In spitting distance to our excellent lodgings in Saintes’ rue Saint-Macoult, I stumbled across a most unusual area by happenstance. One passes near this mysterious place on the way down into the historical town center, for example, to go marketing at Les Halles, the covered market. It is called Le Belvedere, a promontory overlooking the old center of the town of Saintes with its cathedral of Saint-Pierre in one direction
and the St. Eutrope neighborhood with Les Arènes, the Roman amphitheater, and the basilica Saint-Eutrope in the opposite direction.
Le Belvedere is thus most centrally located and can be reached on foot from all left-bank quartiers or neighborhoods. There are gardens with benches for meditation and to just enjoy the views of this pretty city. It’s the location of the former governor’s palace and theancient Hôtel-Dieu, a church-run charity hospital. The Logis du Gouverneur is just visible through this old gateway.
So far, nothing unusual to report … but did you notice the remarkably large “Saint-Louis 2030” poster? I was wondering about its significance, so I entered through the gate. Next, I found this mysterious, hand painted site-map covering a good chunk of wall to the left of the gate.
In some ways, it reminded me of instructions for a video or computer fantasy games. Was someone playing The Game of Thrones up here? If you put yourself on the “vous êtes ici” spot, looking in, you see the site-map on your left. On the right, you find windows boarded up with plywood, some elaborately painted, while the neglected governor’s palace lays straight ahead. The whole area seemed deserted, yet colorful. Very puzzling. What is this?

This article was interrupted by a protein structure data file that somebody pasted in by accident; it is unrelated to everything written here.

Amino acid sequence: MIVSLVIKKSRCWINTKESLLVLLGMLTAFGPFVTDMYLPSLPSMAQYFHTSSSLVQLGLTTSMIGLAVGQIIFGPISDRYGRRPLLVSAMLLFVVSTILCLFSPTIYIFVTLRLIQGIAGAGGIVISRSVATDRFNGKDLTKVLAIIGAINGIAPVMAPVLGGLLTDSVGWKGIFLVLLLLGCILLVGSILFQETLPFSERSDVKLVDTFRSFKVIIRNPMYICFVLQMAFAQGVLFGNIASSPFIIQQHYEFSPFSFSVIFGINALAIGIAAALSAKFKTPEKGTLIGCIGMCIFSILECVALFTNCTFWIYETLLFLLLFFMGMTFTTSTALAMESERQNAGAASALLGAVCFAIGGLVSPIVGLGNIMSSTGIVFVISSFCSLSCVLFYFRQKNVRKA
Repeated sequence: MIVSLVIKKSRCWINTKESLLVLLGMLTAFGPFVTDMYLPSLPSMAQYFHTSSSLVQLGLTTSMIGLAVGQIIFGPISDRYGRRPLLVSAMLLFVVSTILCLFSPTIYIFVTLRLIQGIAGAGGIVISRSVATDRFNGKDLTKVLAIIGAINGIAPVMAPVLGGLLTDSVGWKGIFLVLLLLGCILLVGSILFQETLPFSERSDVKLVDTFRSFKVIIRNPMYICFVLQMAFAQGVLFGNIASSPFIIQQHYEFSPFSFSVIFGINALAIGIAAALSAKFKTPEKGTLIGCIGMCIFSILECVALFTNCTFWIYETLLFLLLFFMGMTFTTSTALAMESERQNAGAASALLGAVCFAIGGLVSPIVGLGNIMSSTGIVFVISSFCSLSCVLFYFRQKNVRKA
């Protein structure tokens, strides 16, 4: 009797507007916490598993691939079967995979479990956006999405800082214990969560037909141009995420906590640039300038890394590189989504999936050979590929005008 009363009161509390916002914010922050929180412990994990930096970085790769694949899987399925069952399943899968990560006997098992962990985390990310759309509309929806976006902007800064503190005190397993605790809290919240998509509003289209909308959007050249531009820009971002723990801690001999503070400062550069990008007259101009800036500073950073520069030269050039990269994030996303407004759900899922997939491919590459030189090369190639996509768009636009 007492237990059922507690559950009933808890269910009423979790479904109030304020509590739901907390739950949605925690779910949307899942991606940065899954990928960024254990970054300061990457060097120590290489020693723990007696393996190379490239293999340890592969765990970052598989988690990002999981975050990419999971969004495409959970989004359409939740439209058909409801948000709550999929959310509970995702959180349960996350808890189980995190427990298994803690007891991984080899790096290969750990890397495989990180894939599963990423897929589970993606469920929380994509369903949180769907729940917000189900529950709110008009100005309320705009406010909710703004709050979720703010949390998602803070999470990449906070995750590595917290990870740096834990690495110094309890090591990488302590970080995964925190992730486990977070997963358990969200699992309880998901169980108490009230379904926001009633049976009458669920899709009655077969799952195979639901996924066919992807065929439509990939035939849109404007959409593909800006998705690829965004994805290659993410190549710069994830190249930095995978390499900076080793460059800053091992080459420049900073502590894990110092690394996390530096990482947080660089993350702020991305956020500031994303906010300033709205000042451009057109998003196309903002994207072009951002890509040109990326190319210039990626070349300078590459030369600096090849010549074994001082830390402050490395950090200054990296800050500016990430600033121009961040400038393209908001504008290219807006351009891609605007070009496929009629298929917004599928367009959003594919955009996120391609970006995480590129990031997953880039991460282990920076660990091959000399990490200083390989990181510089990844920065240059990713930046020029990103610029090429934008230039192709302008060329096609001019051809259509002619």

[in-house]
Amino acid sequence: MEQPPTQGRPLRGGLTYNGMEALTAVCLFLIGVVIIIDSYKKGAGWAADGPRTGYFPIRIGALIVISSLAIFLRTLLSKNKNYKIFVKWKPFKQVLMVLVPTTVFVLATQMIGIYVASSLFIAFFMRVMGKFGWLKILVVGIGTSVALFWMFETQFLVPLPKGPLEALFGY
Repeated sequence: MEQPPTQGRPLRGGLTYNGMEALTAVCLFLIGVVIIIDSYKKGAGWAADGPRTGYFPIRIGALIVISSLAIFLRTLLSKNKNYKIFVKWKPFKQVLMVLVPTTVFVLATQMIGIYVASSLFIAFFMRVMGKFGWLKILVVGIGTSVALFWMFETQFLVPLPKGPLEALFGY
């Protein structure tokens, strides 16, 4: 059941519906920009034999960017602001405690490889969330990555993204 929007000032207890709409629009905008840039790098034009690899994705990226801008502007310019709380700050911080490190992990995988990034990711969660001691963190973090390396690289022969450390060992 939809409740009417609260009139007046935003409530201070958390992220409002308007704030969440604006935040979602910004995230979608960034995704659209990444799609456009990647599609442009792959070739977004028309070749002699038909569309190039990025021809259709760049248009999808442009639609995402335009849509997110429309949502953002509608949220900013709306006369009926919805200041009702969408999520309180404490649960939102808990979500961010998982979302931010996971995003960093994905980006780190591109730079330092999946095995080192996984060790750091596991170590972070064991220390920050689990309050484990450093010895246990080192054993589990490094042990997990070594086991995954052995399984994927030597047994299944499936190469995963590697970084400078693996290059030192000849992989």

The odd juxtaposition of vibrancy and abandonment drew me closer. A few steps further in I turned right, just ahead of the palace. A quick look revealed half street half tunnel, where buildings were connected by multi-storied bridges with shuttered windows. And, such joy, most walls were covered with graffiti!
One tentative step after another released further explosions of color and form. Some more childlike and inexperienced, but eventually smart graffiti delight revealed themselves.
Stepping back out from the underpass into bright sunlight and looking to the right, I thought, I was dreaming. A three-story wall painted as exuberantly as the Sistine Chapel, well, almost.
Walking a few steps further, I approached the rear of the building complex, where the view opened up toward Saint-Eutrope and an array of beautifully blooming trees.
Then, upon swiveling back to the main building, another surprise disclosed itself. In a stark and unsettling antithesis to the pink blossoms, the entire, long rear facade was covered with an apocalyptic story of doom and devastation.
If you are like me and appreciate both graffiti and a well-executed apocalypse, you have to agree, this is absolutely delightful!
Later on, I found out that the “Saint-Louis 2030” refers to a plan to create an ecologically sustainable and future-oriented community development on Le Belvedere promontory, surrounding the restored Logis du Gouverneur. Unfortunately, funding has been slower than molasses and it’s quite unclear if this worthwhile project will ever even get started.